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Mandela has been sanitised by hypocrites and apologists | Seumas Milne | Comment is free | The Guardian.

I have been saddened by the hypocrisy of the British Establishment's celebrations of the life of the late President of South Africa, Nelson Mandela. I was horrified when, apparently on instructions from the Football Association (that well known arbiter of political truth), I was subjected to a pre-match 'minute of applause' last week in his honour.
Apparently, I am not alone in my exasperation.
Airbrushed out of the Mandela media story has been the man who launched a three-decade-long armed struggle after non-violent avenues had been closed; who declared in his 1964 speech from the dock that the only social system he was tied to was socialism; who was reported by the ANC-allied South African Communist party this week to have been a member of its central committee at the time of his arrest; and whose main international supporters for 30 years were the Soviet Union and Cuba.
It has barely been mentioned in the past few days, but Mandela supported the ANC's armed campaign of sabotage, bombings and attacks on police and military targets throughout his time in prison. Veterans of Umkhonto we Sizwe (MK), the ANC's armed wing, emphasise that the military campaign was always subordinate to the political struggle and that civilians were never targeted (though there were civilian casualties).
But as Ronnie Kasrils, MK's former intelligence chief, told me on Wednesday, Mandela continued to back it after his release in 1990 when Kasrils was running arms into South Africa to defend ANC supporters against violent attacks. And there's no doubt that under today's US and British law, he and other ANC leaders would have been jailed as terrorists for supporting such a campaign.
Thank you Seumas Milne, 'associate editor' of The Guardian for stating the truth. Thank you for doing it in the journal of record of the Leftist British Establishment. Thank you, even though you mysteriously regard it as even greater praise than the dishonest, sickening mush in which we have all been forced to wallow.
Thank you also to even-less-read Leftist journal the New Statesman, where in the same spirit Martin Plaut also bruited Mandela's oft-denied membership of the Communist Party.
As we mourn Mandela's death we should not forget and acknowledge the role that communists played in befriending and influencing this great man.
Quite. We should also not forget the many times Britain's leftists scoffed at those who told the truth about Mandela's communist connection. Especially when they deny other such connections in future. 


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Sam Duncan

“We should also not forget the many times Britain's leftists scoffed at those who told the truth about Mandela's communist connection.”

Well, exactly. Who did all this airbrushing in the first place? They were the ones who flatly denied that he was a communist, jailed for conspiracy to murder, for forty years.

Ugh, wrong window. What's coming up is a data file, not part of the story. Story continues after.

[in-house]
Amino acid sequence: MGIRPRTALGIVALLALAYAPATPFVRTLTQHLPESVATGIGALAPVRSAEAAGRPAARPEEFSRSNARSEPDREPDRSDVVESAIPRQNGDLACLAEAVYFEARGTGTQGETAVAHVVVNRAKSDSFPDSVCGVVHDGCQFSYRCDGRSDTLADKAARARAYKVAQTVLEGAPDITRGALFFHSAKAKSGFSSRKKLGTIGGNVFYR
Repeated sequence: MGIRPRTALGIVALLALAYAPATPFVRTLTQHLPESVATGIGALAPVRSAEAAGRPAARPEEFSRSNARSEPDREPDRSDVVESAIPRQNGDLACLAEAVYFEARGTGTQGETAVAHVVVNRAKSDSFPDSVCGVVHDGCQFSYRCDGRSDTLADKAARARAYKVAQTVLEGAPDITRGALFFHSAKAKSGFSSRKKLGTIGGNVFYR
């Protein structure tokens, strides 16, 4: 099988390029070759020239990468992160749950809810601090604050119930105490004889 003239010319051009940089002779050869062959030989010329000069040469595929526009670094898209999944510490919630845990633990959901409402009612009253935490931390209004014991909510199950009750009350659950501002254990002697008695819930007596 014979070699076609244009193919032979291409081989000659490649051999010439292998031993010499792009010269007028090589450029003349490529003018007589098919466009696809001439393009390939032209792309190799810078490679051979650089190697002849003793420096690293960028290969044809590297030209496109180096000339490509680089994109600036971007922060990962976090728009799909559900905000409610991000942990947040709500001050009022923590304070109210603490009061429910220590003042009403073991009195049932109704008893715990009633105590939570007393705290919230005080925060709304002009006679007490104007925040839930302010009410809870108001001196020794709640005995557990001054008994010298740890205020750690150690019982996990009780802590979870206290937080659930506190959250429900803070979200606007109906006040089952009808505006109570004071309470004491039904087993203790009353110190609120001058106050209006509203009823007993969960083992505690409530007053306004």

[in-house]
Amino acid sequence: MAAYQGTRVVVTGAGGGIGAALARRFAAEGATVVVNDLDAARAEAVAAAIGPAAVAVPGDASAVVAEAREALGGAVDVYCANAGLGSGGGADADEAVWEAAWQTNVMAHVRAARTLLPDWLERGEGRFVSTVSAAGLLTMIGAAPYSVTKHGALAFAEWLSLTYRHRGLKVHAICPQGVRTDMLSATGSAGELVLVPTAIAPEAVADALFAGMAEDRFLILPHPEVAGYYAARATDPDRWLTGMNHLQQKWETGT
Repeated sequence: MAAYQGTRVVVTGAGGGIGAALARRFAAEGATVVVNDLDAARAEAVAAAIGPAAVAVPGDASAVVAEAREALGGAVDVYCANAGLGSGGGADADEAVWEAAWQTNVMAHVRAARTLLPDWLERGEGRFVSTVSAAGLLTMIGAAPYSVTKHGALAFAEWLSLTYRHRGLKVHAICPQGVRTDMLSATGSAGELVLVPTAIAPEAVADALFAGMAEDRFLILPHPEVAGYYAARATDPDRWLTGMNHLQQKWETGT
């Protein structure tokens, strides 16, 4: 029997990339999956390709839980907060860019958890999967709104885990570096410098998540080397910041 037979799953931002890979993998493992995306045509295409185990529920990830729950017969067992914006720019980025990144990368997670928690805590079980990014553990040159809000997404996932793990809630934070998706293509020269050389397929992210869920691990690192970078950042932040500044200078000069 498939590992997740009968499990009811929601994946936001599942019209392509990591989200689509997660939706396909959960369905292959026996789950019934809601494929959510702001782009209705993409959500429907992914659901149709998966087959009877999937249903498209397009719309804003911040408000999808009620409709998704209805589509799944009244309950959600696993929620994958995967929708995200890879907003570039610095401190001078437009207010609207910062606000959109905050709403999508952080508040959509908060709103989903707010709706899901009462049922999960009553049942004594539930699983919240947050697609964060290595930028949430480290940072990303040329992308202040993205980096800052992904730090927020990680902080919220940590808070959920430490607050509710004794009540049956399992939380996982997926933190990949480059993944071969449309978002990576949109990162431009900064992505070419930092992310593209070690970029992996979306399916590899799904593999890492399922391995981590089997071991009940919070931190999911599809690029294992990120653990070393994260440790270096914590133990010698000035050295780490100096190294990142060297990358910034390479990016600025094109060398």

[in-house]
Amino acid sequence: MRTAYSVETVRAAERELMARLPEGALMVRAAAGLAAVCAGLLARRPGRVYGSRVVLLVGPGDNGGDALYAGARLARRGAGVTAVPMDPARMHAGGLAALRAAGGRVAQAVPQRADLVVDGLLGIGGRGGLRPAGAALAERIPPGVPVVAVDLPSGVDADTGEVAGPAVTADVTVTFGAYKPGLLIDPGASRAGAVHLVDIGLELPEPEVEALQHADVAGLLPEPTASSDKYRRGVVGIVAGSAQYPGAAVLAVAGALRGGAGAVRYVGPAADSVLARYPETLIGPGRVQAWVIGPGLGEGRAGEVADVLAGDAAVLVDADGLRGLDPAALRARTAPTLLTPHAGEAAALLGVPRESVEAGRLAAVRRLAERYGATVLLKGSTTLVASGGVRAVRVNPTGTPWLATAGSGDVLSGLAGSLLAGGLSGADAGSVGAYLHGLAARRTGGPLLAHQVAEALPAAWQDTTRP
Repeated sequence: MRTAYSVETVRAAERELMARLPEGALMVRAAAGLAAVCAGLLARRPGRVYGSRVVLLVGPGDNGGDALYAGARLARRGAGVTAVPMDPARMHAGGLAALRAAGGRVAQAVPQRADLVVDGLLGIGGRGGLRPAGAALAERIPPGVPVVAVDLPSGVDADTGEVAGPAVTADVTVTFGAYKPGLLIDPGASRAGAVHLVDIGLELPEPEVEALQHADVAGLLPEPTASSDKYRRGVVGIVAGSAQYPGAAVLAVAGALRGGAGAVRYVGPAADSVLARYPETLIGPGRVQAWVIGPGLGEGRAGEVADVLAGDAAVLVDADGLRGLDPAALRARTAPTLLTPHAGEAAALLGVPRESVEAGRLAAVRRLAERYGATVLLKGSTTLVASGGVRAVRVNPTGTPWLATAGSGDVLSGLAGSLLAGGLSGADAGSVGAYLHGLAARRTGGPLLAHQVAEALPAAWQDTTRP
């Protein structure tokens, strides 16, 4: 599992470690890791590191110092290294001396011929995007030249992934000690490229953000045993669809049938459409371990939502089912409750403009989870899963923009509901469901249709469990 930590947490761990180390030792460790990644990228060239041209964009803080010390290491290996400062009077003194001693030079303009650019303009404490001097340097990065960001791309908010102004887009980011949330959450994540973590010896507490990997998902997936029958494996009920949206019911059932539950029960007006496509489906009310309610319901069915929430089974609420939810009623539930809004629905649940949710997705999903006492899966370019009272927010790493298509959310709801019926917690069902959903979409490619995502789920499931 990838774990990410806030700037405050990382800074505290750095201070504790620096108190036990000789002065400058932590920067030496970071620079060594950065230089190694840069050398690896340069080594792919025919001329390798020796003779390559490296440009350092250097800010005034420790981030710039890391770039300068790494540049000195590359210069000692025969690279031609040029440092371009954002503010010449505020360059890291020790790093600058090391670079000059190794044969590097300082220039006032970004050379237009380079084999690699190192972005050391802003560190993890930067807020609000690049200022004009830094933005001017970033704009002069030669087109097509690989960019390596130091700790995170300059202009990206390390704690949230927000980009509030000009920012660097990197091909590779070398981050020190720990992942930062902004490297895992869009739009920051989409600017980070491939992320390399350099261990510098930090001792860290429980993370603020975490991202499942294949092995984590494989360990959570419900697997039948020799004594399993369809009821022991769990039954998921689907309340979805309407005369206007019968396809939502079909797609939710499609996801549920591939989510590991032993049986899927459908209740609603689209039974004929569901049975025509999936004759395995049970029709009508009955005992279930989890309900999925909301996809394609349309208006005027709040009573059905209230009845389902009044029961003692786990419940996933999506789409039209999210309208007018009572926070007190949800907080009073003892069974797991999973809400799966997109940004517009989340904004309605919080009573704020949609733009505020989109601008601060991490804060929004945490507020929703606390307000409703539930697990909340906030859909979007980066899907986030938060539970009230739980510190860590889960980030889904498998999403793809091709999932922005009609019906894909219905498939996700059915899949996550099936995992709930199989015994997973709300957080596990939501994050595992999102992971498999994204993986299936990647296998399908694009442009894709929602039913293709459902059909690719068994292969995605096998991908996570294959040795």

And, to be fair, he himself appeared to recognise that there was no hope for the ANC to get their hands on power if they were open about their true nature. The National Party might someday accept some form of black equality outside the political sphere, but as long as the most powerful political force among blacks was hardline revolutionary communism, supported by the USSR, it would never give them the vote. That, I'm convinced, is why he embraced moderation and conciliation. (It's also no coincidence that he was released from prison around the time of the fall of the Soviet empire.)

Hell, it took Mugabe twenty years to really feel confident in showing his true colours, and he had power already. The story isn't over yet.


I think Mandela could well be seen as a terrorist at one time, but so could many politicians in Israel and both Northern and Southern Ireland at various times who later left that behind them. If I am cynical maybe they leave it behind because they realise their goal, but also maybe they see a better way when they mellow.

I think Mandela probably did help make a huge difference in South Africa's transition. Turning his back on any idea of misplaced revenge, apparently considering all the people who live in SA.

The contrast with what happened to Rhodesia and is still happening to it's remains is clear. Not to mention other former colonial nations in Africa.

Zimbabwe could have been as sucessful and powerful and prosperous as SA is today but small minded un-democratic revolutionary politicos with attitudes indistinguishable from racists using fascist tactics like some of it's current leadership dragged it down.

So Mandela and his nature as a person, it could be said, is the difference between the different outcomes. He was not perfect (who is?), but he really tried to be good and right, and that is as good an example as anyone can really expect in this world.

I so can't be asked to carry on and "Princess Diana" him and I don't gloss him, or his past, but there is some real and I figure justified admiration in that mix also.

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